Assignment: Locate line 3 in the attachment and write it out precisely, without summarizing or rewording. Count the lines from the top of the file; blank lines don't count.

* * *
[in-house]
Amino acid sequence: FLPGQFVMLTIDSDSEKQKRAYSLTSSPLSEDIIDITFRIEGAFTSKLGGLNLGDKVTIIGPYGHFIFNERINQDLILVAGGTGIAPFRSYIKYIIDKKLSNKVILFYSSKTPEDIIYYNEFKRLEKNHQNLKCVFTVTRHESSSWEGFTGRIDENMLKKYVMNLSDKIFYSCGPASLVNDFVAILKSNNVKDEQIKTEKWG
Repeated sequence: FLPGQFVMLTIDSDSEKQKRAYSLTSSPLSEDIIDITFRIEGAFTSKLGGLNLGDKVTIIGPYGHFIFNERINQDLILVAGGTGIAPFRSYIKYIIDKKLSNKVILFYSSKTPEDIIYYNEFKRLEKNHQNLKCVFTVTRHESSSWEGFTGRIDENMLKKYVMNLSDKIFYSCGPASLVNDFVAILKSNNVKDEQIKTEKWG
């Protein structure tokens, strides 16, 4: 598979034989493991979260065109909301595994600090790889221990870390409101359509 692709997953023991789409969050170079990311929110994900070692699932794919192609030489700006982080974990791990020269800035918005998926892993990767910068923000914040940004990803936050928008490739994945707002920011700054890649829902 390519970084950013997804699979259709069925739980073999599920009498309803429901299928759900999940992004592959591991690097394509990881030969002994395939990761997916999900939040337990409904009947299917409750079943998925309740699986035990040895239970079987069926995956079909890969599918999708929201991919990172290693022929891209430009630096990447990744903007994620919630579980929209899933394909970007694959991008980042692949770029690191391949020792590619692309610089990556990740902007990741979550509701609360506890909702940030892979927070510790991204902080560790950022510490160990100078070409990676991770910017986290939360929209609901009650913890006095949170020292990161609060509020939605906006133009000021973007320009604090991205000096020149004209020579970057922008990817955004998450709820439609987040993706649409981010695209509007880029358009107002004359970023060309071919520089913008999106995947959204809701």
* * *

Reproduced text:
Repeated sequence: FLPGQFVMLTIDSDSEKQKRAYSLTSSPLSEDIIDITFRIEGAFTSKLGGLNLGDKVTIIGPYGHFIFNERINQDLILVAGGTGIAPFRSYIKYIIDKKLSNKVILFYSSKTPEDIIYYNEFKRLEKNHQNLKCVFTVTRHESSSWEGFTGRIDENMLKKYVMNLSDKIFYSCGPASLVNDFVAILKSNNVKDEQIKTEKWG